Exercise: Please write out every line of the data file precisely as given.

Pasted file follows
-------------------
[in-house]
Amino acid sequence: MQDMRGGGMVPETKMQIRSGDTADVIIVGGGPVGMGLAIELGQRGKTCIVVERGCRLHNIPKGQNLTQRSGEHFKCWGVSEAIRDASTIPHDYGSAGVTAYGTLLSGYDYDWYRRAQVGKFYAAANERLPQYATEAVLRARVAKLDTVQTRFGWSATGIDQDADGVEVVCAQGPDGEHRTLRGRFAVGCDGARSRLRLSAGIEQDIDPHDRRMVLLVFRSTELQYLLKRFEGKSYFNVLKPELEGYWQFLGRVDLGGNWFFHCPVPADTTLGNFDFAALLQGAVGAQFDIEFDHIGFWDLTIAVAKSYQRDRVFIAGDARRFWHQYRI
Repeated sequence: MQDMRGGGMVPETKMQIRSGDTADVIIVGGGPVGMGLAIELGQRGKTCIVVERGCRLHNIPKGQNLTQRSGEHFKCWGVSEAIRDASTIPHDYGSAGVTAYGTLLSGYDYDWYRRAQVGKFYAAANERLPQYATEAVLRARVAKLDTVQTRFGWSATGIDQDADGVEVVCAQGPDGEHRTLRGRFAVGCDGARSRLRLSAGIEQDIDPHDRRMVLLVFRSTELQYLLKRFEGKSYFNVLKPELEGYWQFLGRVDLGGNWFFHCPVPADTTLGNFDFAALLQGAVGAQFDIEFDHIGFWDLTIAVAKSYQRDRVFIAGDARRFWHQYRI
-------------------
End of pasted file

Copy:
[in-house]
Amino acid sequence: MQDMRGGGMVPETKMQIRSGDTADVIIVGGGPVGMGLAIELGQRGKTCIVVERGCRLHNIPKGQNLTQRSGEHFKCWGVSEAIRDASTIPHDYGSAGVTAYGTLLSGYDYDWYRRAQVGKFYAAANERLPQYATEAVLRARVAKLDTVQTRFGWSATGIDQDADGVEVVCAQGPDGEHRTLRGRFAVGCDGARSRLRLSAGIEQDIDPHDRRMVLLVFRSTELQYLLKRFEGKSYFNVLKPELEGYWQFLGRVDLGGNWFFHCPVPADTTLGNFDFAALLQGAVGAQFDIEFDHIGFWDLTIAVAKSYQRDRVFIAGDARRFWHQYRI
Repeated sequence: MQDMRGGGMVPETKMQIRSGDTADVIIVGGGPVGMGLAIELGQRGKTCIVVERGCRLHNIPKGQNLTQRSGEHFKCWGVSEAIRDASTIPHDYGSAGVTAYGTLLSGYDYDWYRRAQVGKFYAAANERLPQYATEAVLRARVAKLDTVQTRFGWSATGIDQDADGVEVVCAQGPDGEHRTLRGRFAVGCDGARSRLRLSAGIEQDIDPHDRRMVLLVFRSTELQYLLKRFEGKSYFNVLKPELEGYWQFLGRVDLGGNWFFHCPVPADTTLGNFDFAALLQGAVGAQFDIEFDHIGFWDLTIAVAKSYQRDRVFIAGDARRFWHQYRI